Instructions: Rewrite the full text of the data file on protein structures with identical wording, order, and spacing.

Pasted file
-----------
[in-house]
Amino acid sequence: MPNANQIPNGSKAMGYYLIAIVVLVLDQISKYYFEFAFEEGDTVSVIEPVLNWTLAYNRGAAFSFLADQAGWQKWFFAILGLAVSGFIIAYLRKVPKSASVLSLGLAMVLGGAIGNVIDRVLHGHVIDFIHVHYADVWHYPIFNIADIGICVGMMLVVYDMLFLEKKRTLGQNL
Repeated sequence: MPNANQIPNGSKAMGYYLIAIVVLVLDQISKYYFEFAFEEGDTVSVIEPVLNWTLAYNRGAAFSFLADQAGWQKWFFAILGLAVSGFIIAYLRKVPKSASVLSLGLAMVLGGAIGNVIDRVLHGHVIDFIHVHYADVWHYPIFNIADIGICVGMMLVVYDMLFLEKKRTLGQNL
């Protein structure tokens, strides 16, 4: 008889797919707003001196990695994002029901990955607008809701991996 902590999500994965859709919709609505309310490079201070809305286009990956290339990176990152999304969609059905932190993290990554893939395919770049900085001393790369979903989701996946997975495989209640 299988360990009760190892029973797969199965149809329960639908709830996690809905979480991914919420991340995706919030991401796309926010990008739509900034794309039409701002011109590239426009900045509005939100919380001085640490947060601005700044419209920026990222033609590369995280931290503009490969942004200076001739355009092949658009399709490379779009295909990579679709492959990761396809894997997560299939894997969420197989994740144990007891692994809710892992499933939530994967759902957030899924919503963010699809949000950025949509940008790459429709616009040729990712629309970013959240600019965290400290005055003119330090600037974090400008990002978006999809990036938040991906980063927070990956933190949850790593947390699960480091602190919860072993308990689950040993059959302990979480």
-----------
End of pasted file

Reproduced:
[in-house]
Amino acid sequence: MPNANQIPNGSKAMGYYLIAIVVLVLDQISKYYFEFAFEEGDTVSVIEPVLNWTLAYNRGAAFSFLADQAGWQKWFFAILGLAVSGFIIAYLRKVPKSASVLSLGLAMVLGGAIGNVIDRVLHGHVIDFIHVHYADVWHYPIFNIADIGICVGMMLVVYDMLFLEKKRTLGQNL
Repeated sequence: MPNANQIPNGSKAMGYYLIAIVVLVLDQISKYYFEFAFEEGDTVSVIEPVLNWTLAYNRGAAFSFLADQAGWQKWFFAILGLAVSGFIIAYLRKVPKSASVLSLGLAMVLGGAIGNVIDRVLHGHVIDFIHVHYADVWHYPIFNIADIGICVGMMLVVYDMLFLEKKRTLGQNL
């Protein structure tokens, strides 16, 4: 008889797919707003001196990695994002029901990955607008809701991996 902590999500994965859709919709609505309310490079201070809305286009990956290339990176990152999304969609059905932190993290990554893939395919770049900085001393790369979903989701996946997975495989209640 299988360990009760190892029973797969199965149809329960639908709830996690809905979480991914919420991340995706919030991401796309926010990008739509900034794309039409701002011109590239426009900045509005939100919380001085640490947060601005700044419209920026990222033609590369995280931290503009490969942004200076001739355009092949658009399709490379779009295909990579679709492959990761396809894997997560299939894997969420197989994740144990007891692994809710892992499933939530994967759902957030899924919503963010699809949000950025949509940008790459429709616009040729990712629309970013959240600019965290400290005055003119330090600037974090400008990002978006999809990036938040991906980063927070990956933190949850790593947390699960480091602190919860072993308990689950040993059959302990979480």